There are a lot of different reasons why you might want to make your hockey skates feel lighter than figure skates. Perhaps you’re dealing with shin splints or your hockey skates are cumbersome and clunky, and find that this is standing in the way of your performance. Hockey is a sport that relies a lot on speed and agility, so feeling light on your feet is an absolute must for excelling at the game. The issue of a heavy-feeling hockey skate could have to do with the natural weight of the skate or could be related to an error in your technique and wasted energy. At times, it’s a combination of these factors.
Let’s look at some changes you can implement to make your skates either feel lighter or physically reduce their weight. If you try each of these tips, you will eventually figure out why your skates are feeling too heavy and be able to prevent this problem in the future.
Try Changing Out the Wheels:
If you find that you are having a hard time lifting your legs even after doing some basic warm up exercises, you might benefit from switching out your wheels to something lighter. Do some research to find out which brand to go.
Using Metal Plates in the Skates:
Another option is trying out metal plates. Although this does sound heavier at first glance, it can help you more efficiently transmit your strength to the ground. It would give your legs a break and allow them to feel lighter.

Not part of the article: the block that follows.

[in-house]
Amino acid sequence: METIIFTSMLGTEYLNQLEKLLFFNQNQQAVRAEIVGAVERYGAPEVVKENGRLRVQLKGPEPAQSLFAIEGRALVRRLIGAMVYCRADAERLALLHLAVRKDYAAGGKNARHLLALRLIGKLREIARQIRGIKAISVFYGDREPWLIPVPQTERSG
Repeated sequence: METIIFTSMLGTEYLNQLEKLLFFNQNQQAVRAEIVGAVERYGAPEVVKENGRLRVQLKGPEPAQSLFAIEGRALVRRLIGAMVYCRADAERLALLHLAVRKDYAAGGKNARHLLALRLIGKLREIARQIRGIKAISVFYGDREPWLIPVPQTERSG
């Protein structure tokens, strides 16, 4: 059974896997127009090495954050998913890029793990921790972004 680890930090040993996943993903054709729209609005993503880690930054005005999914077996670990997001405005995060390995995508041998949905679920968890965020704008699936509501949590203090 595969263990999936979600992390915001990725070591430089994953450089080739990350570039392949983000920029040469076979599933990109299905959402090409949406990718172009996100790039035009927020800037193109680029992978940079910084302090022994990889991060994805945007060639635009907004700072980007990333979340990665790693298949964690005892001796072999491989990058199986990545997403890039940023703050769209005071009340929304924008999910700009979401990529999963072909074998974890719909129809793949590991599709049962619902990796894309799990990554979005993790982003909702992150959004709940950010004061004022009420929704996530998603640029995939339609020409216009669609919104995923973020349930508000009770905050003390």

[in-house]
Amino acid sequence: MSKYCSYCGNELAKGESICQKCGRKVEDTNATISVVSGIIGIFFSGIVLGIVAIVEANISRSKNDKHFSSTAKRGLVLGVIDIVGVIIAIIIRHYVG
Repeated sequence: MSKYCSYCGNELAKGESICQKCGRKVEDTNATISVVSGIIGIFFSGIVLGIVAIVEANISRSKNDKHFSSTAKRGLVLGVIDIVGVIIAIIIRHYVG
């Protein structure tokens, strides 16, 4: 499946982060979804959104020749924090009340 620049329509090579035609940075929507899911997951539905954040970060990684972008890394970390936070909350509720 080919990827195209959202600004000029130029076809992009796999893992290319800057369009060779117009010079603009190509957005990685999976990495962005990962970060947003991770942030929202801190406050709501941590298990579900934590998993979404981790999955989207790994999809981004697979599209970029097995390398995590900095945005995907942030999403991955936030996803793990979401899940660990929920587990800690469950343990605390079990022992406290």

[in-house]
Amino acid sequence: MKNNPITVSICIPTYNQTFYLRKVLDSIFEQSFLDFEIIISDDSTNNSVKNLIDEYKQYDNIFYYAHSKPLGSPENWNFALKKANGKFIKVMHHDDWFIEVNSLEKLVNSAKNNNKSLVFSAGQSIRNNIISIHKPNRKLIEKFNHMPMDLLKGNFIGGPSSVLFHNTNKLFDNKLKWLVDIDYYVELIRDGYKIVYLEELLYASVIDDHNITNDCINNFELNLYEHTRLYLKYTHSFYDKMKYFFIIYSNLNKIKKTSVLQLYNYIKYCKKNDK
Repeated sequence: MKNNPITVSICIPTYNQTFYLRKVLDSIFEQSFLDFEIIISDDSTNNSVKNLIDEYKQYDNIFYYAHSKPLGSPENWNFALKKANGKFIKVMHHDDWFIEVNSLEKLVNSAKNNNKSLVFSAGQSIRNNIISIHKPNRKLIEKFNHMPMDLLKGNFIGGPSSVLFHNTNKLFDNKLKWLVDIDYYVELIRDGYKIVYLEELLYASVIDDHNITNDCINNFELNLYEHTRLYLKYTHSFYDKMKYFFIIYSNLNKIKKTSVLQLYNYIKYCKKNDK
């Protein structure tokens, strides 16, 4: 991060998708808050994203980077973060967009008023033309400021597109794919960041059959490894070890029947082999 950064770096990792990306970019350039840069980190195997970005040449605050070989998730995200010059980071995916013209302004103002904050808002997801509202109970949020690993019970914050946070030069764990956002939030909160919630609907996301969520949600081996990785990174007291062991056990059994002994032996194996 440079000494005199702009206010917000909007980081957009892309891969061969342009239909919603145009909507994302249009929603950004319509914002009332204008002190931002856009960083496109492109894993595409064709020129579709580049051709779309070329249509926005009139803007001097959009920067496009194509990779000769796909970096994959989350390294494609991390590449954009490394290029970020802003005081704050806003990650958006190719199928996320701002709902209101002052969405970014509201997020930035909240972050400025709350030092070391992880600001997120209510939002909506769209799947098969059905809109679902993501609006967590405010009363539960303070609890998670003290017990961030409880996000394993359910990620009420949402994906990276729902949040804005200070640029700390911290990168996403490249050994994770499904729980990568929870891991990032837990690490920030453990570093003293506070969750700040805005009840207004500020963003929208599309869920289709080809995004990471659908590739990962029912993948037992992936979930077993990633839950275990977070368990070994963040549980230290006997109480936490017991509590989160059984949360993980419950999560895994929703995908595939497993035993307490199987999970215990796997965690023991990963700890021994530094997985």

Get Enough Protein for Muscle Recovery:
What you’re dealing with may have more to do with nutrition than physical aspects of your skates. When your skates feel heavy, it can be a sign that you need more protein to rebuild your muscles, as these get ripped when you train for hockey. Try a protein drink or powder both before and after you skate and see if it makes a difference over time.
Waterproofing your Boots:
You can also try waterproofing your hockey skating boots a few times, including the laces. Too much water soaking into your boot can cause them to feel heavier as you practice, even if you don’t notice this initially.
How to Adjust the Skate’s Hardware:
When you’ve made all of the suggested changes above and still find that your boot is too heavy, it’s safe to assume that it’s related to the actual boot materials and the hardware of the skate. To investigate this throughly, you might have to disassemble it. Take a look at the only implements of your skate, including the anchors and screws holding the runner on. If made from steel, they can be removed and replaced with aluminum or titanium substitutes, both of which are light and durable.
You might need to try a combination of these tips until you find what works for you. You may also find that going with a different brand of boots is best. Either way, don’t give up until you